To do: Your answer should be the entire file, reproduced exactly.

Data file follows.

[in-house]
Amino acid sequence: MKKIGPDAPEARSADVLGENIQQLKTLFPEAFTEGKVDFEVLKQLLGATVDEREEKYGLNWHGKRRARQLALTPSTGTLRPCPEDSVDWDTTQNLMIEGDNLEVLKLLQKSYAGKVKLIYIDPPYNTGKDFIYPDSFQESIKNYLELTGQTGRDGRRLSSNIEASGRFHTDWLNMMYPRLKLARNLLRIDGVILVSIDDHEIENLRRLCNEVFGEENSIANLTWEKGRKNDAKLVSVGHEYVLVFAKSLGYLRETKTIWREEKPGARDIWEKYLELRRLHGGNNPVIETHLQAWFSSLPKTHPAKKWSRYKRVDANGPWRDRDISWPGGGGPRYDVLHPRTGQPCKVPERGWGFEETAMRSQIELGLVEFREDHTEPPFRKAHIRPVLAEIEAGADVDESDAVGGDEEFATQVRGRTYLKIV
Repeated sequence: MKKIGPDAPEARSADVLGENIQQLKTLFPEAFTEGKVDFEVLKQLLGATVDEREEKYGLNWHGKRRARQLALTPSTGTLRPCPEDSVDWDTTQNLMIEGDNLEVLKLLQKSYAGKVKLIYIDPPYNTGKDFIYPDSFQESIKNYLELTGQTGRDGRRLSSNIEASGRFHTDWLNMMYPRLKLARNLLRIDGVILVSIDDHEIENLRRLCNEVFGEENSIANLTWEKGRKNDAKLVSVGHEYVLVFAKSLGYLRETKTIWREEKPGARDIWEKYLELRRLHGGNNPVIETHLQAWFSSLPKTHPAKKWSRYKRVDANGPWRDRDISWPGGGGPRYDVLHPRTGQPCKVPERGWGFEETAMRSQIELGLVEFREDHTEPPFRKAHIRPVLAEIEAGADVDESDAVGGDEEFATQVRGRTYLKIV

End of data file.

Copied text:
[in-house]
Amino acid sequence: MKKIGPDAPEARSADVLGENIQQLKTLFPEAFTEGKVDFEVLKQLLGATVDEREEKYGLNWHGKRRARQLALTPSTGTLRPCPEDSVDWDTTQNLMIEGDNLEVLKLLQKSYAGKVKLIYIDPPYNTGKDFIYPDSFQESIKNYLELTGQTGRDGRRLSSNIEASGRFHTDWLNMMYPRLKLARNLLRIDGVILVSIDDHEIENLRRLCNEVFGEENSIANLTWEKGRKNDAKLVSVGHEYVLVFAKSLGYLRETKTIWREEKPGARDIWEKYLELRRLHGGNNPVIETHLQAWFSSLPKTHPAKKWSRYKRVDANGPWRDRDISWPGGGGPRYDVLHPRTGQPCKVPERGWGFEETAMRSQIELGLVEFREDHTEPPFRKAHIRPVLAEIEAGADVDESDAVGGDEEFATQVRGRTYLKIV
Repeated sequence: MKKIGPDAPEARSADVLGENIQQLKTLFPEAFTEGKVDFEVLKQLLGATVDEREEKYGLNWHGKRRARQLALTPSTGTLRPCPEDSVDWDTTQNLMIEGDNLEVLKLLQKSYAGKVKLIYIDPPYNTGKDFIYPDSFQESIKNYLELTGQTGRDGRRLSSNIEASGRFHTDWLNMMYPRLKLARNLLRIDGVILVSIDDHEIENLRRLCNEVFGEENSIANLTWEKGRKNDAKLVSVGHEYVLVFAKSLGYLRETKTIWREEKPGARDIWEKYLELRRLHGGNNPVIETHLQAWFSSLPKTHPAKKWSRYKRVDANGPWRDRDISWPGGGGPRYDVLHPRTGQPCKVPERGWGFEETAMRSQIELGLVEFREDHTEPPFRKAHIRPVLAEIEAGADVDESDAVGGDEEFATQVRGRTYLKIV